In this week’s Dispatches from The Secret Library, Dr Oliver Tearle reads Paul Dickson’s Authorisms: Words Wrought by Writers
All words have to start somewhere, of course. But many of them are of anonymous authorship. The small amount of success I’ve had in getting the word ‘bibliosmia’ into general circulation has demonstrated that, even if a word has a clear origin and originator, this is soon of less consequence than the usefulness of the word itself. Yet some words do have clear origins and clear creators. Sometimes, a famous word was also coined by a famous person. And it’s of little surprise that writers have been especially proficient at coining new words.
Paul Dickson’s Authorisms: Words Wrought by Writers, is the kind of book that was bound to get written eventually, and in a way it’s surprising that it took until 2014 for someone to do so. Dickson offers, if you like, a lexicon with a difference, running the whole gamut of author-coined words and phrases from ‘A man got to do what he got to do’ through to ‘zombification’. There’s also an epilogue and an appendix, which sees Dickson addressing the far-from-simple question of how many words and phrases Shakespeare, often considered the master neologist of the English language, actually coined. He gets the credit for a vast number, but this is in part a hangover from when we had a less full picture of Elizabethan and Jacobean writing aside from Shakespeare and his most famous contemporaries, and when the Oxford English Dictionary project was in its early stages. Where once he got the credit for ‘alligator’, we now know better.
But Authorisms is full of words that we can confidently ascribe to particular writers, and there are some surprises in store – not just because of who coined what, but because some of the words are delightful, and not as widely known as they perhaps should be. It was edifying to learn that alogotransiphobia, denoting a ‘fear of being caught on public transportation with nothing to read’, was created in 1992 by the novelist George V. Higgins (1939-99) along with the editorial page editor of the Boston Globe, Martin F. Nolan, and an Irish-born saloon-keeper named Thomas Costello. Sometimes word-making is a collaborative enterprise.
Other surprises include the origin of the term Beat in Beat Generation: according to Jack Kerouac, the ‘Beat’ is actually derived from the word ‘beatitude’, meaning ‘blessedness’. Winston Churchill didn’t coin the phrase iron curtain; the socialist writer Ethel Snowden first used it in a 1920 book about Bolshevik Russia. Dickson also includes the curious origin of the word factoid, which Norman Mailer coined in his 1973 biography of Marilyn Monroe (biography, while we’re at it, was first used by John Dryden); Mailer intended the word to mean ‘fact-like’, or something that appears true but isn’t. In the last forty-five years, however, the word’s meaning has been distorted so it simply means ‘little fact’.
Authorisms also reveals the fascinating origin of the term blurb to describe the back-cover description on a book. The American author Gelett Burgess (1866-1951) gets the credit for coining blurb in 1907, when he adorned a book jacket with a drawing of a beautiful young woman whom he named Miss Belinda Blurb. In 1914, Burgess defined the word as ‘A flamboyant advertisement; an inspired testimonial.’ The word was soon taken up everywhere in the publishing industry, with few now aware of its origins in a titillating illustration rather than a written description per se.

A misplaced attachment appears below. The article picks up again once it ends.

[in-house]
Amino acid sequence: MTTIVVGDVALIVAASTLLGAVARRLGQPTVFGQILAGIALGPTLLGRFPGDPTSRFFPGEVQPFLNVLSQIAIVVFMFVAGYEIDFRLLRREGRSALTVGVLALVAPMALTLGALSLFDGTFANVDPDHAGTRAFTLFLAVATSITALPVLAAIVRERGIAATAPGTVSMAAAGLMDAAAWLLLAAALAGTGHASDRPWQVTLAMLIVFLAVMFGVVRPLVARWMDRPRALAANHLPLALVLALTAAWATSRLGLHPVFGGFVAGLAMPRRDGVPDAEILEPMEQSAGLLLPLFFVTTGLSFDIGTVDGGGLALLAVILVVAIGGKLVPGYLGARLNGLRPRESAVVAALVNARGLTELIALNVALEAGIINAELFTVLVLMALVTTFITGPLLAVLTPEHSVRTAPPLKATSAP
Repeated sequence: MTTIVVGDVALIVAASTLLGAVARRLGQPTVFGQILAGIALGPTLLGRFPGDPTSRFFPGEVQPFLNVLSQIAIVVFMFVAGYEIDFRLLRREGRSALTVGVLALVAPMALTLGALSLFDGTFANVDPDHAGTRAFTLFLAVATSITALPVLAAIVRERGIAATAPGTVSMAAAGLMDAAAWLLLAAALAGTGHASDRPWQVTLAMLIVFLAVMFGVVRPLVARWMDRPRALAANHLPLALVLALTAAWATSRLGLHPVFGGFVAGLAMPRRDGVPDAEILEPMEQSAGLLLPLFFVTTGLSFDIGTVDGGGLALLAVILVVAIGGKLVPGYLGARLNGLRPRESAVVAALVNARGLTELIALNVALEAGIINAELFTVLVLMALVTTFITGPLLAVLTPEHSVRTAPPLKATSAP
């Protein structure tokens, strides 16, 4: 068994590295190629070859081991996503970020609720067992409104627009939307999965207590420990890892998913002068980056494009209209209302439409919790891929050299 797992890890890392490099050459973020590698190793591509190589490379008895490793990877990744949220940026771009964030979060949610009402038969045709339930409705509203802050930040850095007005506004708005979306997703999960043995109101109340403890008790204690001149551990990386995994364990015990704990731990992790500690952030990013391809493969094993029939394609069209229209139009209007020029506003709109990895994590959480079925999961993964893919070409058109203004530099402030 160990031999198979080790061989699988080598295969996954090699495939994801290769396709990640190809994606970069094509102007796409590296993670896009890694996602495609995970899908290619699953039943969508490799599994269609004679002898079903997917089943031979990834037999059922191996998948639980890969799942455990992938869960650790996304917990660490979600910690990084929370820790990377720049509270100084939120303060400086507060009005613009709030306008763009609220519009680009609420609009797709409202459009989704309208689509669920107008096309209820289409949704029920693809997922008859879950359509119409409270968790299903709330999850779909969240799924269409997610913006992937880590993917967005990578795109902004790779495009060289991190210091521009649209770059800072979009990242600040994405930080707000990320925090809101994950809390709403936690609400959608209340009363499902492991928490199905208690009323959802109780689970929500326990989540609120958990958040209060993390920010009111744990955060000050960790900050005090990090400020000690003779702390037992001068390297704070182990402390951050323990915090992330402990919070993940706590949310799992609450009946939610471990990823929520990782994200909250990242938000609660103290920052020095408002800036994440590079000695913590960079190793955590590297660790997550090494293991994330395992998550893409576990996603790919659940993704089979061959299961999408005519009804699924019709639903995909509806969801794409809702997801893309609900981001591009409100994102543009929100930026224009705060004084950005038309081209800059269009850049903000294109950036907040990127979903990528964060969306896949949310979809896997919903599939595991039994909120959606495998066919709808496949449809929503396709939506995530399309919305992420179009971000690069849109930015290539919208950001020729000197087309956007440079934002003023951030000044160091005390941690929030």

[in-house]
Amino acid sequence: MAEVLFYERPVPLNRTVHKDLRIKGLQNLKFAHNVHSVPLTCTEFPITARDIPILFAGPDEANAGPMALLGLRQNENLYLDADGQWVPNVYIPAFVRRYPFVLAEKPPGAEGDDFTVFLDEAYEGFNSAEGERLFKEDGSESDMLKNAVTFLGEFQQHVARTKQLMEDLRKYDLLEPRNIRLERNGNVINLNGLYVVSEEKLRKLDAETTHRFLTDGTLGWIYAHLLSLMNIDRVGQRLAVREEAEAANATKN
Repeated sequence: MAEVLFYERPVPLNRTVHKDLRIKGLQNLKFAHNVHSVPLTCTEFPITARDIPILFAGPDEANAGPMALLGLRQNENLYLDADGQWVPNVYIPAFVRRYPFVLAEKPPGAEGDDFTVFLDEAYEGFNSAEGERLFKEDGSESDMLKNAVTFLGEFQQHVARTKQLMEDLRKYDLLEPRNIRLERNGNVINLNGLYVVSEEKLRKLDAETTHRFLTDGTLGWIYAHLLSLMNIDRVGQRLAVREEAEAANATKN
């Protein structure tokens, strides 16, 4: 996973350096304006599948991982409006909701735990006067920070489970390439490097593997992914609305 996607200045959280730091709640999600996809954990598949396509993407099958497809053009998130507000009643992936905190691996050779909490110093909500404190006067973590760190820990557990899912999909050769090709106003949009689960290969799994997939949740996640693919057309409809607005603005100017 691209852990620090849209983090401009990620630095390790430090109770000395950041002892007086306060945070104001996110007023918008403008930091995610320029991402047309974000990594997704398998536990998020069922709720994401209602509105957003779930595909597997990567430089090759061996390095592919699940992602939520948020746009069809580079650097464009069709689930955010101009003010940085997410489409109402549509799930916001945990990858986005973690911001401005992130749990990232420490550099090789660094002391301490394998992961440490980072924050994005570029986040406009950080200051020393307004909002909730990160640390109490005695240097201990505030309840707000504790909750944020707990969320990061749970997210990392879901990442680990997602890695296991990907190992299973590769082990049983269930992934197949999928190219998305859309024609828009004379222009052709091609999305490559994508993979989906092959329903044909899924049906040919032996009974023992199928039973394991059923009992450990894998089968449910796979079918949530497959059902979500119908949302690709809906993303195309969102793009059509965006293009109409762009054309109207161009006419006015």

Unfortunately, sometimes Dickson isn’t entirely accurate and this book contains the occasional error. Anecdotage, which he ascribes to the American historian, novelist, and film director Rupert Hughes (1872-1956) was actually in use in the nineteenth century, as Benjamin Disraeli’s use of it demonstrates. The Oxford English Dictionary, which should have been Dickson’s go-to point here, provides 1835 and Blackwood’s Edinburgh Magazine for the earliest use of the word to mean, humorously, ‘garrulous old age’, but the straighter sense of ‘a collection of anecdotes’ is even older, dating from 1823. But it’s fair to say that such slips are few and far between.
And elsewhere – and this is one of the joys of tracing word-histories – Dickson manages to add to the body of knowledge gathered in the Oxford English Dictionary and find a precedent for a word, tracing its origins back to before the dictionary’s earliest citation. Such is the case with ‘banana republic’, attested from 1935 in the OED, but which Dickson here manages to locate in a 1904 collection of short stories, Cabbages and Kings, by the prolific American writer of short fiction, O. Henry. Interestingly, Dickson tells us, O. Henry wrote the story in question while living in Honduras, where he was evading embezzlement charges in the United States.
Authorisms: Words Wrought by Writers is a mine of such stuff for the word-lover, and the literature-lover who wants to learn more about how words and phrases have been coined and shaped over the centuries.
Oliver Tearle is the author of The Secret Library: A Book-Lovers’ Journey Through Curiosities of History, available now from Michael O’Mara Books.